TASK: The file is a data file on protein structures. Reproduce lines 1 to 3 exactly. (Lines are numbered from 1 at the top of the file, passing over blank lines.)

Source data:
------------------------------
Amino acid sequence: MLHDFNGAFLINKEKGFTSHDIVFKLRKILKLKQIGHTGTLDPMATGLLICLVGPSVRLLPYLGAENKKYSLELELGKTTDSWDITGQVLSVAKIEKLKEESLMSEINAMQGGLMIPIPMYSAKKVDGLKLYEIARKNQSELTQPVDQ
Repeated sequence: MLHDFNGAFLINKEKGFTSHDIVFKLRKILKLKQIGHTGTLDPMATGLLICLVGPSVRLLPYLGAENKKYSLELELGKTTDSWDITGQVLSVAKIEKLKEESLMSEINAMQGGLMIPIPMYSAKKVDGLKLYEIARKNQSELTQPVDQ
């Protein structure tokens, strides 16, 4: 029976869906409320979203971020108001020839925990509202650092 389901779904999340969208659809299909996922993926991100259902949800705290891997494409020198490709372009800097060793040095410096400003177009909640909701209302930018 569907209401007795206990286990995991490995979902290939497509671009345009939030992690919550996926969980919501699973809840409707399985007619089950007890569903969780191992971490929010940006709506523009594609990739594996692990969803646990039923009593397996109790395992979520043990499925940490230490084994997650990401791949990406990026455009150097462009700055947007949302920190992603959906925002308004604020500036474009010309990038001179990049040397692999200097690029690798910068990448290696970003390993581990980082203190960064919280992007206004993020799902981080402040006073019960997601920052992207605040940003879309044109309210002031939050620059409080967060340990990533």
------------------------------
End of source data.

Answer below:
Amino acid sequence: MLHDFNGAFLINKEKGFTSHDIVFKLRKILKLKQIGHTGTLDPMATGLLICLVGPSVRLLPYLGAENKKYSLELELGKTTDSWDITGQVLSVAKIEKLKEESLMSEINAMQGGLMIPIPMYSAKKVDGLKLYEIARKNQSELTQPVDQ
Repeated sequence: MLHDFNGAFLINKEKGFTSHDIVFKLRKILKLKQIGHTGTLDPMATGLLICLVGPSVRLLPYLGAENKKYSLELELGKTTDSWDITGQVLSVAKIEKLKEESLMSEINAMQGGLMIPIPMYSAKKVDGLKLYEIARKNQSELTQPVDQ
């Protein structure tokens, strides 16, 4: 029976869906409320979203971020108001020839925990509202650092 389901779904999340969208659809299909996922993926991100259902949800705290891997494409020198490709372009800097060793040095410096400003177009909640909701209302930018 569907209401007795206990286990995991490995979902290939497509671009345009939030992690919550996926969980919501699973809840409707399985007619089950007890569903969780191992971490929010940006709506523009594609990739594996692990969803646990039923009593397996109790395992979520043990499925940490230490084994997650990401791949990406990026455009150097462009700055947007949302920190992603959906925002308004604020500036474009010309990038001179990049040397692999200097690029690798910068990448290696970003390993581990980082203190960064919280992007206004993020799902981080402040006073019960997601920052992207605040940003879309044109309210002031939050620059409080967060340990990533």